WORLD WAR II
- Grant Recipient
- 1075 Violet Avenue (Rt 96), Hyde Park, NY
- 41.785923, -73.913936
Town of Hyde Park
During World War II, the East Park Observation Post was located on the east side of Violet Avenue. It was part of the Aircraft Warning Service, a civilian group associated with the Army. The post had a 24-hour watch from 1942-1943. The civilian spotters observed planes flying over the community and kept watch for enemy aircraft.
Town of Hyde Park history files explain that the East Park Observation Post represented a significant effort by the Hyde Park community to protect the home front during World War II. The Aircraft Warning Service, a civilian arm of the U.S. Army Ground Observer Corps was formed in May 1941 to observe and report suspicious activity in American airspace. Their mission was to deter or intercept enemy aircraft. Shacks and small buildings were put up throughout the country to shelter volunteer observers as they scoured the open skies, day and night.
While other cities on the east coast were targeted, Hyde Park was thought to especially vulnerable to Nazi bombers on account of the fact that it was the lifelong home of war-time president Franklin D. Roosevelt. According to the local Chief Observer William Horn, planning for the East Park Observation Post began in July 1941 with spotters watching the sky “every single minute” since the attack on Pearl Harbor, December 7, 1941.
In a collection of news clippings, dated January 5-11, 1943, complied by Helen Myers, feature writer for the Poughkeepsie New Yorker, we learn that the East Park Observation Post of the Aircraft Warning Service was dedicated Friday, November 27, 1942. The location of the new post which “replace[d] the original building, given by William Jones, that stops on the ‘V’ of land just north of the corner” was described as “on the east side of Violet Avenue a short distance south of the East Park corner on land loaned by William Oliver.” Interestingly, the source also reported that President Roosevelt was present at the dedication that day, noting “just how carefully the President [was] guarded in war time, even in Hyde Park.”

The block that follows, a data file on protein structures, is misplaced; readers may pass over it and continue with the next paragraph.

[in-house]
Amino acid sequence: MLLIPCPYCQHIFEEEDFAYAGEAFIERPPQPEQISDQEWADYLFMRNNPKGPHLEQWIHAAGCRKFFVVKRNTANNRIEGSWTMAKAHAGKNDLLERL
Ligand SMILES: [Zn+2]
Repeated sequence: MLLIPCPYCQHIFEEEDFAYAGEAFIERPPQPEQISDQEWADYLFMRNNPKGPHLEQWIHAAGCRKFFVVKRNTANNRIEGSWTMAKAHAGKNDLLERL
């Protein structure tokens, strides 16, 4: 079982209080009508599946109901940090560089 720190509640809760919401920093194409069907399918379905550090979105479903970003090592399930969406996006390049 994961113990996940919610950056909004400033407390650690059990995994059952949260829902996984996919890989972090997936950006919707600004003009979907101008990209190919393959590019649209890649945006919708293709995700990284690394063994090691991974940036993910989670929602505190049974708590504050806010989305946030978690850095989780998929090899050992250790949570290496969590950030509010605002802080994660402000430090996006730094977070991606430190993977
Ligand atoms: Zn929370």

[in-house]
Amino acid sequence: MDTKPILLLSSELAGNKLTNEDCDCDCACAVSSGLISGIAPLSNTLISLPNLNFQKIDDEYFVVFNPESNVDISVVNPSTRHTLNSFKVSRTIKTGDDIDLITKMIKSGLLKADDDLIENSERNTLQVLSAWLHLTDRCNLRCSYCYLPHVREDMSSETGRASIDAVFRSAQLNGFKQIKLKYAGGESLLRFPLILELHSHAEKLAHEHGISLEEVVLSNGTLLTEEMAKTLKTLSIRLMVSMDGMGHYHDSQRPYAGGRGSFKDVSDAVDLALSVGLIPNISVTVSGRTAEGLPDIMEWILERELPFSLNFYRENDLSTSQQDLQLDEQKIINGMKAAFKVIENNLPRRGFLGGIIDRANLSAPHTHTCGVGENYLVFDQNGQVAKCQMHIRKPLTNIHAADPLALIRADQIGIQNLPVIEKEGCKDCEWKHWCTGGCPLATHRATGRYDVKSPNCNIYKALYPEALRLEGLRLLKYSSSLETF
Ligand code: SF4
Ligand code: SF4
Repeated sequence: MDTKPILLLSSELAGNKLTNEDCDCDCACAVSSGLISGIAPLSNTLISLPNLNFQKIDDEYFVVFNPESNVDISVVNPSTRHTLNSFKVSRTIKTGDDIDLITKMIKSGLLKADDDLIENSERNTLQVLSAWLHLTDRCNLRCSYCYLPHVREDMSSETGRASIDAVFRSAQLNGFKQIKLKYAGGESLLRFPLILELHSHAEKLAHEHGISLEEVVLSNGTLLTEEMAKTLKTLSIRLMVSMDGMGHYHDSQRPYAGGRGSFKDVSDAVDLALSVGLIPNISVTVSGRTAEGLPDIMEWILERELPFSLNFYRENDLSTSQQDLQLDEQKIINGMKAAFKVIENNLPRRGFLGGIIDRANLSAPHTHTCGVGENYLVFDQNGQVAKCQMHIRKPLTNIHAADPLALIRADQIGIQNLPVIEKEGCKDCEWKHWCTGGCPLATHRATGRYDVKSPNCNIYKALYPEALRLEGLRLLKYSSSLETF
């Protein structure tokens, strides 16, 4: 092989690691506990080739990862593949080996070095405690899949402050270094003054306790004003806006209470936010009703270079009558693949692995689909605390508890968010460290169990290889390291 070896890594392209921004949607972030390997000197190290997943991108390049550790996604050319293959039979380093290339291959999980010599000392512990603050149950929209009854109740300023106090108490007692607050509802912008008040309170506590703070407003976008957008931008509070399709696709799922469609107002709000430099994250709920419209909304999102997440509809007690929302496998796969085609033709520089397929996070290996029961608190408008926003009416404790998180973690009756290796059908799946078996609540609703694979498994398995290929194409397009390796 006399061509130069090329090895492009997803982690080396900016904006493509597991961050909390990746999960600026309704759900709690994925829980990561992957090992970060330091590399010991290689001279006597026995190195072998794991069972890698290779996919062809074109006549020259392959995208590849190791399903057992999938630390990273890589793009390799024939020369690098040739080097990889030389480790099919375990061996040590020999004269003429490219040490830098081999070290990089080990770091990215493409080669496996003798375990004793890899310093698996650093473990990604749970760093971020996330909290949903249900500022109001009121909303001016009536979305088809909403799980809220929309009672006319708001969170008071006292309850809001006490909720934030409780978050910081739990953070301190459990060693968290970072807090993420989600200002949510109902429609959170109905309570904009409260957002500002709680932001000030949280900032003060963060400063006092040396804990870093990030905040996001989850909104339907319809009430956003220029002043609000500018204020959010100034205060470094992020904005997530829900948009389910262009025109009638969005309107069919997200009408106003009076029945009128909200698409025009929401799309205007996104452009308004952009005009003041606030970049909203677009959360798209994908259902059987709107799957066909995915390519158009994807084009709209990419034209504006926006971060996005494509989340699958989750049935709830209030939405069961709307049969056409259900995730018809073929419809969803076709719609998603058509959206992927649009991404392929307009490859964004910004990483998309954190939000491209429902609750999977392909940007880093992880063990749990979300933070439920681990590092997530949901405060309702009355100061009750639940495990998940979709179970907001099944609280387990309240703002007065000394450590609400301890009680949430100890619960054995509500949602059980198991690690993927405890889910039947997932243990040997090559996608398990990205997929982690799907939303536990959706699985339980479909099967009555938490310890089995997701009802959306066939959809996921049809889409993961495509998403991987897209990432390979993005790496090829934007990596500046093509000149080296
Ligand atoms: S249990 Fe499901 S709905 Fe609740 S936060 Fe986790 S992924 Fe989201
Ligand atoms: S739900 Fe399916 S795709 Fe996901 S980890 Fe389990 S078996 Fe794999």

In early 1943, the East Park Post observers attended “recognition school” over a period of 10 weeks to be able to identify more than 50 aircraft—including those plans of student pilots from nearby Stewart Airfield (Newburgh) who had flown off course. Although Mr. Horn expected 150 volunteers at the outset, according to the Town of Hyde Park, only 90 had trained by October 5, 1943 when the Observation Park and its counterparts nationwide were downgraded to alert status in answer to an official order of the War Department. Staffing was only necessary one afternoon per week from thereon out. All stations were shut down completely in June 1944.
Another connection to the Post that Myers covered during this period was the Pearl Harbor Anniversary. “Mr. Horn observed [the anniversary] by releasing figures about the East Park Observation post, which has been serving on a 24-hour basis since the Pearl Harbor attack” the Poughkeepsie New Yorker reported. Myers later recorded, in March 1944, that William Horn was awarded a 1,000-hour bar for his service: “With those he already held, this, meant that Mr. Horn was officially credited with 4,000 hours of post duty.” By comparison, Assistant Observers Walter Cripell and Pierson S. Phelps each received a 500-hour bar, “Mr. Crispell’s to be added to a 3,000-hour bar, Mr. Phelps’ to a 1,000-hour bar,” thus, we can gather that 4,000 was a lot of hours, indeed!
As of 2019, the site at 1075 Violet Avenue (Rte. 96), Hyde Park, NY was a Rhinebeck Bank.